Codex Gigas: The Devil’s Bible
Published: 11:23 PM, 18 September 2019 Updated: 02:03 PM, 19 September 2019
The earth contains all such unknown mysterious things that make us amazed whenever we come to know these. Our interest in knowing unknown and mysterious started since the ancient time. People put much effort into unraveling all these unknown and mysterious things. The book is to bind to be strong and durable. Usually, thick paper or animal leather is used to bind the book. But have you heard of binding any book with human leather? It is true though seems too awkward to hear it. The book is Codex Gigas, also known as The Devil’s Bible which is the largest medieval manuscript in the world, historians say.
What is Codex Gigas?
The word 'Codex Gigas' or 'Gigas Codex' means huge book. This explains the magnitude of the book. The book is as big as it looks, heavy in weight. The Devil’s Bible is famous for two features-its size and the unique representation of the Devil. The codex became known as the Codex Gigas, ‘giant book,’ due to its immensity. It is so large that it took more than 160 donkeys skins to make it and it is so heavy that two people are needed to lift it. It measures 36 inches (91 cm) tall, 20 inches (50.5 cm) wide, and almost nine inches (22.86 cm) thick. It weighs 165 lbs. (74.8 kg). The Devil’s Bible contained 320 pages and over its long history, dozens of pages have been lost, parts which were probably deliberately removed.
Why is it called The Devil’s Bible?
'Codex Gigas' is the largest and probably one of the strangest medieval manuscripts in the world. But why is it called the Devil's Bible? What's the story behind it? We need to go back to ancient period to find out the answer.
According to the many legends, it was the time of the reign of one king in the Bohemia (in Czech Republic).It was around 1300 AD. A monk in the state had broken the monastery’s rule or at least his own vows. He was brought to the king for trial. The king sentenced him to death. But the monk appealed to the king to give him one last chance. In exchange, he would compile the entire world's knowledge to make a manuscript. The king agreed to his proposal, the monk was given just one night to complete it. The monk further took a vow to conduct the task during one night only.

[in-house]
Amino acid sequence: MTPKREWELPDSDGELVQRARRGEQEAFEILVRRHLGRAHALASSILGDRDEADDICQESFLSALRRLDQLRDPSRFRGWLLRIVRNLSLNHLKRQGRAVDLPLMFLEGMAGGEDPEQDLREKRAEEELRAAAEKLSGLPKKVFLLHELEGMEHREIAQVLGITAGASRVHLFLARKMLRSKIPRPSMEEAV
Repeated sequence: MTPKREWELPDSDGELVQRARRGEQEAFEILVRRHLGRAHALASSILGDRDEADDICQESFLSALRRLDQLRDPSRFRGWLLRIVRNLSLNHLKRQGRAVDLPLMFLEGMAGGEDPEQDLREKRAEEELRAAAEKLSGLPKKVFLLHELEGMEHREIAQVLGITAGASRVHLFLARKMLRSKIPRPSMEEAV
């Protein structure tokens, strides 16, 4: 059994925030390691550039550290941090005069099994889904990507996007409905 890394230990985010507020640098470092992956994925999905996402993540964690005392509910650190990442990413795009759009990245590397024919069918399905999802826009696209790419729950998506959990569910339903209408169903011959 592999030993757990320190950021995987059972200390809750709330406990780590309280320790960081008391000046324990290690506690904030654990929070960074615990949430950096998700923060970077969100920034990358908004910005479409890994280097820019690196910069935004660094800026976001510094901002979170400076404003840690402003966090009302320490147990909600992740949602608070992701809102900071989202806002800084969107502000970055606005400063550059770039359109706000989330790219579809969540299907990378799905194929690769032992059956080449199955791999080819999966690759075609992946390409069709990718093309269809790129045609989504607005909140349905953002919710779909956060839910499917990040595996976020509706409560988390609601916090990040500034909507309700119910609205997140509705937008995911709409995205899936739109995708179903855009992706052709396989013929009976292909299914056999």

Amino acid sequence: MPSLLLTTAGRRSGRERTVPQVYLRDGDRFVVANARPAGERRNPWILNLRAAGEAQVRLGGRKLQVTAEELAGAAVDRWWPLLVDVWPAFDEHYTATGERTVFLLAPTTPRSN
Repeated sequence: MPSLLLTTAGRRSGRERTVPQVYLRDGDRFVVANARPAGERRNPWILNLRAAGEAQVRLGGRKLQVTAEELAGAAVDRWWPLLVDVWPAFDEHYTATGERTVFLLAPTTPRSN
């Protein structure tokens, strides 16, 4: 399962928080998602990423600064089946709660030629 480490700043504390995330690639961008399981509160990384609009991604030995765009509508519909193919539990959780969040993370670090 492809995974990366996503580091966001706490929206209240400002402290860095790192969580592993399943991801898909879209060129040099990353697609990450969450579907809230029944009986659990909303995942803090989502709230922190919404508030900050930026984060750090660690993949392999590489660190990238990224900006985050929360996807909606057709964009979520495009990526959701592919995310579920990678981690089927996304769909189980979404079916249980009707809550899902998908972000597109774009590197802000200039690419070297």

The clock was ticking fast, and the monk was running out of time. The manuscript could not be finished. In the end the monk called on Lucifer, the prince of Hell. The monk requested the Devil to complete the task within the night. Lucifer agreed to his proposal in returning the monk sacrificed his soul to Lucifer. In a moment Lucifer finished the manuscript.
Lucifer painted an image of himself on the 209th page of the book as leaving his signature. On the exact opposite page is a picture of the heavenly city of Jerusalem. Because of that image it became the name of the devil's Bible. It should be noted that such portrayals of the Devil were not uncommon in medieval Europe. Often pictures of the devil and his cursed disciples were used. But the devil's portrait of the manuscript was of a slightly different style. Here the devil was completely alone and naked.
The Devil was depicted as a large, monstrous figure taking up the entirety of Hell. He was drawn with large claws at the tips of outstretched arms, red-tipped horns, small red eyes, a green head and two long red tongues. He was shown crouching between two large towers and was wearing and ermine loin cloth. This material was usually used by royalty and it may be a nod to the Devil as the Prince of Darkness.
There is a fine line between events and hypotheses, and it is important to separate facts from fiction. So, in a way, it is crucial to shed some light into the contents of the huge Codex Gigas.
Codex Gigas contains a complete Vulgate Latin translation of the Bible as well as five other major texts. It begins with the Old Testament and continues with ‘Antiquities of the Jews’ by Flavius Josephus (1st century AD; ‘Encyclopedia Etymologiae ’ by Isidore of Seville (6th century AD); a collection of medical works of Hippocrates, Theophilus and others; the New Testament; and ‘The Chronicle of Bohemia’ by Cosmas of Prague (1050 AD) - the first history of Bohemia. It contains the New Testament also.